Below I've posted the full ninety-minute live television broadcast of "The Comedian", written by Rod Serling (based on a 'novelette' by Ernest Lehman), directed by John Frankenheimer and starring Mickey Rooney. The show was originally broadcast as part of the "Playhouse 90" anthology series on February 14th, 1957. In it, Rooney plays a wildly egomaniacal star TV comic who rants, rages and browbeats everyone around him. The show, which also features Mel Torme as Rooney's brother (!) as well as Edmond O'Brien and Kim Hunter, is a fascinating period piece rich with views of how early television worked and looked. Frankenheimer's staging and direction is wildly elaborate--even if the show hadn't been 'live' a lot of his set-ups, dollies and crane moves would have been hard to achieve. That the whole thing was accomplished in what amounts to a single ninety minute take is truly impressive.

But I would be lying if I said that Rooney's performance is anything more than okay. He's so shrill, so over-the-top and so one-note awful that it's hard to make it through the entire thing. Still it's interesting watching him 'stretch'--there's nothing left of Andy Hardy in this portrait of a show-biz maniac. Indeed, this may have been closer to the real Rooney than any of his other roles--except, perhaps, for "Baby Face Nelson".

And I have another confession to make. These so-called 'golden age of television' live shows? They don't hold up well at all, in my view. Part of the problem is inherent in the very nature of their transmission. The 'live' aspect creates a palpable tension in the acting, direction and overall timing of the shows that feels uncertain--they play like a ship constantly about to capsize. I find it hard not to be watching for the floor managers scurrying out of the way, the cameras bumping into each other, the actors on the verge of going up on their lines etc. In that sense, the surviving live TV shows are more interesting to me for the 'meta-film' they present; you are in the studio with them, chewing your nails raw and hoping they make it to the finish line in relatively decent shape.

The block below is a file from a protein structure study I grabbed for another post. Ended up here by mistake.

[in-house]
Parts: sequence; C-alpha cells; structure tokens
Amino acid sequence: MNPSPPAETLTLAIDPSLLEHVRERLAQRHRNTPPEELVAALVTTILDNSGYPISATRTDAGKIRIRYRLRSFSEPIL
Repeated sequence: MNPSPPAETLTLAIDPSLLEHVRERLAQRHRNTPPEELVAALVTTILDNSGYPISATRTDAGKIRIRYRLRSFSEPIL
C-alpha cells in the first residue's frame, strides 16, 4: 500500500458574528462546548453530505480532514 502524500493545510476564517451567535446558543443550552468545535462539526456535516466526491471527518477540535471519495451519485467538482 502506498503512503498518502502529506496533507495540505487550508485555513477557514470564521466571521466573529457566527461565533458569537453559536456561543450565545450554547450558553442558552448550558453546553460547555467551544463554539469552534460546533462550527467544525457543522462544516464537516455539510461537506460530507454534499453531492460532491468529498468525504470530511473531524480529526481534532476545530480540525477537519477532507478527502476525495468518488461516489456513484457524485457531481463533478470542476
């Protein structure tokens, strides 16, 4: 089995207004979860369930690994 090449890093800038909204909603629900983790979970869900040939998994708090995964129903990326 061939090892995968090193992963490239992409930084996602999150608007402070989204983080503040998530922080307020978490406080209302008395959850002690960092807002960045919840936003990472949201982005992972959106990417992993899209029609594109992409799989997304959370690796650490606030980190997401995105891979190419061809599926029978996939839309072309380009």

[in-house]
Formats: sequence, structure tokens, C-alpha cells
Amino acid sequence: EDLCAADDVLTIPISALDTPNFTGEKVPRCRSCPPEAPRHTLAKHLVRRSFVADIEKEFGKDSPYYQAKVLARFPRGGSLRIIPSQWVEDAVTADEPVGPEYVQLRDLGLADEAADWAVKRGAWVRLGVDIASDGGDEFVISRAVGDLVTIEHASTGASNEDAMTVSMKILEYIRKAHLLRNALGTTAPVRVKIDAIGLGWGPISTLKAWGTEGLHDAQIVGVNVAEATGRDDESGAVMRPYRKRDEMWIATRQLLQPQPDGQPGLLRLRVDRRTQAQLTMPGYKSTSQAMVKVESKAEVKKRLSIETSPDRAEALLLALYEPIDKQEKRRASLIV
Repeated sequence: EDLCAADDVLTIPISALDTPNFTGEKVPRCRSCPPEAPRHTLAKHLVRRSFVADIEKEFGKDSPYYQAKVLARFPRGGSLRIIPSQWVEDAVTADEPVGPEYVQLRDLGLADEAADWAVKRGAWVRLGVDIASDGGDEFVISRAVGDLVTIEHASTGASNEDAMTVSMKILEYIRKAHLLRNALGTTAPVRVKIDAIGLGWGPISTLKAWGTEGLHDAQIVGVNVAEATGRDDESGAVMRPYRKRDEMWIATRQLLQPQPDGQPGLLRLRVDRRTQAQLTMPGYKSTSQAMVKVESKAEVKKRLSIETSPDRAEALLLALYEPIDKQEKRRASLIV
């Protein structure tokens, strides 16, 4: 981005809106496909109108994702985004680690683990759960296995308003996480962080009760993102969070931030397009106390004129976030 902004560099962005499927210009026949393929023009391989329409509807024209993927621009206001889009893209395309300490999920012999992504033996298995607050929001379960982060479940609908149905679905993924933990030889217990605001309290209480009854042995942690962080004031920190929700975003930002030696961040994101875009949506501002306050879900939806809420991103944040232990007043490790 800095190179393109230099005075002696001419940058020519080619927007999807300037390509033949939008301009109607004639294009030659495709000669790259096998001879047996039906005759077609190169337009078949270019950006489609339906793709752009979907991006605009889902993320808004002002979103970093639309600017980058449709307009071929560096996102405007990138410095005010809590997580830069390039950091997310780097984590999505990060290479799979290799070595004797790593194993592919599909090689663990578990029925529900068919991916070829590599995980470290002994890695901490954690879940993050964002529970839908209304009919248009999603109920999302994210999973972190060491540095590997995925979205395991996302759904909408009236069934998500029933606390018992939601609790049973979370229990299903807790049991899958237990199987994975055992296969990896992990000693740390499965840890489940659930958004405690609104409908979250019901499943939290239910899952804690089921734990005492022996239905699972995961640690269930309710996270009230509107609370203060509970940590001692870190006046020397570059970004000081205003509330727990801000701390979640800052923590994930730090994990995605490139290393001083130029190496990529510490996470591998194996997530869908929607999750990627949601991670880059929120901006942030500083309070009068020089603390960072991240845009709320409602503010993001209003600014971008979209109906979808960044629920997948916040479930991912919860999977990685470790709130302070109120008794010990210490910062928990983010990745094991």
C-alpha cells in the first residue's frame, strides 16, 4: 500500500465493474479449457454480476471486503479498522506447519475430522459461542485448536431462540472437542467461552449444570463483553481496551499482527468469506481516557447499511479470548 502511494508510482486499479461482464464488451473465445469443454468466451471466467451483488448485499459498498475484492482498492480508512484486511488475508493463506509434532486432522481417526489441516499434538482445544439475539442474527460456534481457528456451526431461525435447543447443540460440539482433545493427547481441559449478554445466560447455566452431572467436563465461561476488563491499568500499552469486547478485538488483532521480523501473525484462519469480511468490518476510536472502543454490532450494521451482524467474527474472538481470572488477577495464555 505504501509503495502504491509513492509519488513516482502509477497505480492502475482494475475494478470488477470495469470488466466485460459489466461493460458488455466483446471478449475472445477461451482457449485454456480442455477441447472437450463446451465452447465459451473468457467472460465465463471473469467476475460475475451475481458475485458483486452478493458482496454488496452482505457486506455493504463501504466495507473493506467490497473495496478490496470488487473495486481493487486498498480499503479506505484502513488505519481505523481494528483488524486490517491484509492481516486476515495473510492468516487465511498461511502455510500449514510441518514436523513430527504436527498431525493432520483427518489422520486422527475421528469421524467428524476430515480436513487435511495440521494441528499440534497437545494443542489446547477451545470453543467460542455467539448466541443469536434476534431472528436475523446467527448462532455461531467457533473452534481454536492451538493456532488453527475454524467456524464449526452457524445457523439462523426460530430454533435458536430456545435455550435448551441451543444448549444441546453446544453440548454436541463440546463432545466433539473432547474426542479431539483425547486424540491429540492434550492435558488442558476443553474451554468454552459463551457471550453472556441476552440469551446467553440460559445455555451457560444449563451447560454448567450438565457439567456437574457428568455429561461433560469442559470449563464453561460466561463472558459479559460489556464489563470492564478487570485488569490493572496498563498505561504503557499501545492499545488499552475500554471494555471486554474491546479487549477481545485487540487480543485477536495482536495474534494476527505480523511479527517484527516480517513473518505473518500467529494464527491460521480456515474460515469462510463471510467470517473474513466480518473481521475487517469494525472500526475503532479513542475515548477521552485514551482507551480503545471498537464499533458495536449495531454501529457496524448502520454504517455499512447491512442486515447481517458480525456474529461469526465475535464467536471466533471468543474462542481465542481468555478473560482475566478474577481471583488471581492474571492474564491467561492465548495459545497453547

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1 comment:

  1. As you might remember from a conversation we once had on this period, the era of anthology series like Playhouse 90 and specifically Frankenheimer's work always held a fascination for me.

    In interviews years later, Frankenheimer shared your view of the 'beauty of live television.' He insisted that if the technology was better for recording at the time, they should have (and soon did) used it, and that many of the fixes were logistical necessities and not always the way he would have staged it.

    This particular episode - which I've watched more than once - I think is one of Frankenheimer's best of the era - if only because of the choreography of the "show within a show." As for Rooney's performance, I could not agree more, though so many of the "classic" performances from that era (the live "Days of Wine and Roses" comes to mind) now look soap-opera-ish. For performers, it was, in some ways, the worst of both worlds - theatrical staging but with cameras too close for their theatrical performances.